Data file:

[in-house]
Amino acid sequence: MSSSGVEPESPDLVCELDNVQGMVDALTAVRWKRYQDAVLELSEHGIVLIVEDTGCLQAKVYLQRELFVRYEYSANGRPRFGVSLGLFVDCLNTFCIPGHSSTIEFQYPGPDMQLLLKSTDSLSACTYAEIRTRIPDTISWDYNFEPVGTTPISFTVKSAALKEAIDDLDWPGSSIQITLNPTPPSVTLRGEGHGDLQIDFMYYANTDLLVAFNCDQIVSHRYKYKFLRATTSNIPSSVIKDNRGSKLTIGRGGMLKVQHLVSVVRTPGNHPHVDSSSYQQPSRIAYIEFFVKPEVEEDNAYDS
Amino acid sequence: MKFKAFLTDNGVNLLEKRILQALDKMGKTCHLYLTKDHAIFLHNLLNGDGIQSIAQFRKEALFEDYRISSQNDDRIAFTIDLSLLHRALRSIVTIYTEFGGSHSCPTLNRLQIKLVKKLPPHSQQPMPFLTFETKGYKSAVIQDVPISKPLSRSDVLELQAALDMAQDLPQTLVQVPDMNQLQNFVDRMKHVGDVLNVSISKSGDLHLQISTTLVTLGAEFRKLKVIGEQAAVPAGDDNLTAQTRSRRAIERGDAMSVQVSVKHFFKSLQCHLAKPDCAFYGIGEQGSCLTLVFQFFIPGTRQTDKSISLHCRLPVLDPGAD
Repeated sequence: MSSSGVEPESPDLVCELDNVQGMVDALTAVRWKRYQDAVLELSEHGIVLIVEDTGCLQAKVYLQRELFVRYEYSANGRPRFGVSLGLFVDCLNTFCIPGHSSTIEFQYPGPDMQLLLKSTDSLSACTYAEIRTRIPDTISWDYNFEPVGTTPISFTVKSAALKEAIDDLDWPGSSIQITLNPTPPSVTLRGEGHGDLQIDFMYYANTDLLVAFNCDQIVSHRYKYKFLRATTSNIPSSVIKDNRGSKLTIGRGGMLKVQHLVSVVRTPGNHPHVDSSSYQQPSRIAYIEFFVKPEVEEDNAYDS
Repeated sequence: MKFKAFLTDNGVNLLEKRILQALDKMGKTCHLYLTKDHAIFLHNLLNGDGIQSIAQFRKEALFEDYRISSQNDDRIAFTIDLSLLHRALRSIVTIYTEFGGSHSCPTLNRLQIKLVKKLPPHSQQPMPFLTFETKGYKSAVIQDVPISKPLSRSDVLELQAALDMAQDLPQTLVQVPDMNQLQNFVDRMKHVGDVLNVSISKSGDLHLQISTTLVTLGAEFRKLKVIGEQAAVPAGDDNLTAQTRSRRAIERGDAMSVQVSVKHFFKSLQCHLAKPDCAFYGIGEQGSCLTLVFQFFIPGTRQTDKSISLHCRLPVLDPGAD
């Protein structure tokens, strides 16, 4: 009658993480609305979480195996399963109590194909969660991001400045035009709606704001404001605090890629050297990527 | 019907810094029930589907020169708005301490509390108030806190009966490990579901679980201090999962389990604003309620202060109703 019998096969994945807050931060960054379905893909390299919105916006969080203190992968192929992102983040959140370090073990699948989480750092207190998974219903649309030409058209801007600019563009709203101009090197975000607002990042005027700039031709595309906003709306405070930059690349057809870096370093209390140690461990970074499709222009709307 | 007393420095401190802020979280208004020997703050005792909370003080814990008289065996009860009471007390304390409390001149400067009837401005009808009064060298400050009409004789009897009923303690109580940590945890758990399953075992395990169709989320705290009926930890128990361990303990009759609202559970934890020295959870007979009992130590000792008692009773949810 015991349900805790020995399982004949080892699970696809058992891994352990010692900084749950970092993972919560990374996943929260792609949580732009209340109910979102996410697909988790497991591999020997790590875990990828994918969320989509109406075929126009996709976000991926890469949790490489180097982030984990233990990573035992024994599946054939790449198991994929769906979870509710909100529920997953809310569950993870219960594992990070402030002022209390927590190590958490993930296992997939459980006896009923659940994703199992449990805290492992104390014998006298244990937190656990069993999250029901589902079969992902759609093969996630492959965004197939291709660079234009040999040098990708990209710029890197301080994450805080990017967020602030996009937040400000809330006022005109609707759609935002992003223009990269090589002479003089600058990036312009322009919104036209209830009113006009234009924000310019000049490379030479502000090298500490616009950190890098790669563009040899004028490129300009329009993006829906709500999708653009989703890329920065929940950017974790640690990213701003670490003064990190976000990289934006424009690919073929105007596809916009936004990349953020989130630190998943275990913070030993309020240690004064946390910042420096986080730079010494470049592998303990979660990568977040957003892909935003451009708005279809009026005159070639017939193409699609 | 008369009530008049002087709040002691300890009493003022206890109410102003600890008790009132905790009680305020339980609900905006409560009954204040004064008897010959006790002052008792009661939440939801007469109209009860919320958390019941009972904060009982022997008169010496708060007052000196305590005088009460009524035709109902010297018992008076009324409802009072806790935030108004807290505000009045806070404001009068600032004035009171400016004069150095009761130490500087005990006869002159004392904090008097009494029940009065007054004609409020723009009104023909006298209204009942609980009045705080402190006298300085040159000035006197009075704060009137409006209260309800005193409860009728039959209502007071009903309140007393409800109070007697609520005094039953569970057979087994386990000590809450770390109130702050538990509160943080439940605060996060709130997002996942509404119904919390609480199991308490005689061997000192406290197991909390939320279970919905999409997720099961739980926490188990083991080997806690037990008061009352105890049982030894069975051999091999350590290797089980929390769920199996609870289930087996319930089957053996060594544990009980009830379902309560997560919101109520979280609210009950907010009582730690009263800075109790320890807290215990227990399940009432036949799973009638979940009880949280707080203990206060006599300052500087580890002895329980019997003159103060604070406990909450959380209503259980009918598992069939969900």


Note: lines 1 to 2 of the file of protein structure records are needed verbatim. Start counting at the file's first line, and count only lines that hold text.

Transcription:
[in-house]
Amino acid sequence: MSSSGVEPESPDLVCELDNVQGMVDALTAVRWKRYQDAVLELSEHGIVLIVEDTGCLQAKVYLQRELFVRYEYSANGRPRFGVSLGLFVDCLNTFCIPGHSSTIEFQYPGPDMQLLLKSTDSLSACTYAEIRTRIPDTISWDYNFEPVGTTPISFTVKSAALKEAIDDLDWPGSSIQITLNPTPPSVTLRGEGHGDLQIDFMYYANTDLLVAFNCDQIVSHRYKYKFLRATTSNIPSSVIKDNRGSKLTIGRGGMLKVQHLVSVVRTPGNHPHVDSSSYQQPSRIAYIEFFVKPEVEEDNAYDS